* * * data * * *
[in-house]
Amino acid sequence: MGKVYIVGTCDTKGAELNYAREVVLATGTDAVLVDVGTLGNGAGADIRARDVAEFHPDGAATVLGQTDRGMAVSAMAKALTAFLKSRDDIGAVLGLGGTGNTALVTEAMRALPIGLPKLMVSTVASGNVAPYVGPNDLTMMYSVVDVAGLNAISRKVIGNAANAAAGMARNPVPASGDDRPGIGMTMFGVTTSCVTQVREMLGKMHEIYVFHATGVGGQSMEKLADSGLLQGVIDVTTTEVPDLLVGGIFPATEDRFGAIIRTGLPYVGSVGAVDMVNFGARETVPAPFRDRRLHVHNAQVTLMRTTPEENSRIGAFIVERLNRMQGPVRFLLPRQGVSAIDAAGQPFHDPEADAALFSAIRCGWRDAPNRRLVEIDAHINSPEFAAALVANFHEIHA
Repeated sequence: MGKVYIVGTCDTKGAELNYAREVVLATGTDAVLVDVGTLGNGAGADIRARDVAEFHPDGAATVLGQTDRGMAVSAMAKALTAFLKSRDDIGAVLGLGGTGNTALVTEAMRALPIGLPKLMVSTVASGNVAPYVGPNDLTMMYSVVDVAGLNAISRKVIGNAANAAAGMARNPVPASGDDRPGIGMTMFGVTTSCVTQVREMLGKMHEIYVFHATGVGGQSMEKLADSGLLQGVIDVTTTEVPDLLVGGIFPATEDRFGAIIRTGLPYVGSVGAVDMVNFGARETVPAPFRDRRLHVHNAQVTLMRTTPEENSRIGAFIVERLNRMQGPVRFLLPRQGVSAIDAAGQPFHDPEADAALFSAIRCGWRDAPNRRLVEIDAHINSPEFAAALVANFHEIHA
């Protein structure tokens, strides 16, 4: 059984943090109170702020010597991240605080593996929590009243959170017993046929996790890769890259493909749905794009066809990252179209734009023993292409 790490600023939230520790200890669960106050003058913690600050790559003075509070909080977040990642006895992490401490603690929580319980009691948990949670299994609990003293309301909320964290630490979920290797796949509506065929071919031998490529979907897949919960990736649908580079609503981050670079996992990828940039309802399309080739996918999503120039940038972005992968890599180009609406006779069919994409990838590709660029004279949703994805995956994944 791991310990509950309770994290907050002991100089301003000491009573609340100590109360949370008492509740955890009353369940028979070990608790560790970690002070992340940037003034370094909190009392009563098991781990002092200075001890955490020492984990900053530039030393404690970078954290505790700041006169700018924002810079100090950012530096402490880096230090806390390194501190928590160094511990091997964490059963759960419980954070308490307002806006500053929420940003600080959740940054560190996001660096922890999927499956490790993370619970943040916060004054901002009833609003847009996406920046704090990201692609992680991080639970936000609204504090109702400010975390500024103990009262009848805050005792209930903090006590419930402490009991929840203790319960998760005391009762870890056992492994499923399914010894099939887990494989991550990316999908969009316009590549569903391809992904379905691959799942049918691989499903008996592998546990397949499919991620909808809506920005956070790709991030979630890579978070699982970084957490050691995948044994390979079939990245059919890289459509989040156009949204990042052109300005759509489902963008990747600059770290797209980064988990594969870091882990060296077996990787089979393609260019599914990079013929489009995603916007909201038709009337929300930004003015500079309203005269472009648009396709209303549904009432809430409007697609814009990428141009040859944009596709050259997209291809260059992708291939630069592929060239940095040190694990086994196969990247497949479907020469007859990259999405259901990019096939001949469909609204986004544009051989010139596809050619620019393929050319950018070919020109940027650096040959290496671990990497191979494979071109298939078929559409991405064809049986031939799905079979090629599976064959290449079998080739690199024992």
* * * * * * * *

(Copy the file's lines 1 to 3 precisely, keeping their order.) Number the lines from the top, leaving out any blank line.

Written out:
[in-house]
Amino acid sequence: MGKVYIVGTCDTKGAELNYAREVVLATGTDAVLVDVGTLGNGAGADIRARDVAEFHPDGAATVLGQTDRGMAVSAMAKALTAFLKSRDDIGAVLGLGGTGNTALVTEAMRALPIGLPKLMVSTVASGNVAPYVGPNDLTMMYSVVDVAGLNAISRKVIGNAANAAAGMARNPVPASGDDRPGIGMTMFGVTTSCVTQVREMLGKMHEIYVFHATGVGGQSMEKLADSGLLQGVIDVTTTEVPDLLVGGIFPATEDRFGAIIRTGLPYVGSVGAVDMVNFGARETVPAPFRDRRLHVHNAQVTLMRTTPEENSRIGAFIVERLNRMQGPVRFLLPRQGVSAIDAAGQPFHDPEADAALFSAIRCGWRDAPNRRLVEIDAHINSPEFAAALVANFHEIHA
Repeated sequence: MGKVYIVGTCDTKGAELNYAREVVLATGTDAVLVDVGTLGNGAGADIRARDVAEFHPDGAATVLGQTDRGMAVSAMAKALTAFLKSRDDIGAVLGLGGTGNTALVTEAMRALPIGLPKLMVSTVASGNVAPYVGPNDLTMMYSVVDVAGLNAISRKVIGNAANAAAGMARNPVPASGDDRPGIGMTMFGVTTSCVTQVREMLGKMHEIYVFHATGVGGQSMEKLADSGLLQGVIDVTTTEVPDLLVGGIFPATEDRFGAIIRTGLPYVGSVGAVDMVNFGARETVPAPFRDRRLHVHNAQVTLMRTTPEENSRIGAFIVERLNRMQGPVRFLLPRQGVSAIDAAGQPFHDPEADAALFSAIRCGWRDAPNRRLVEIDAHINSPEFAAALVANFHEIHA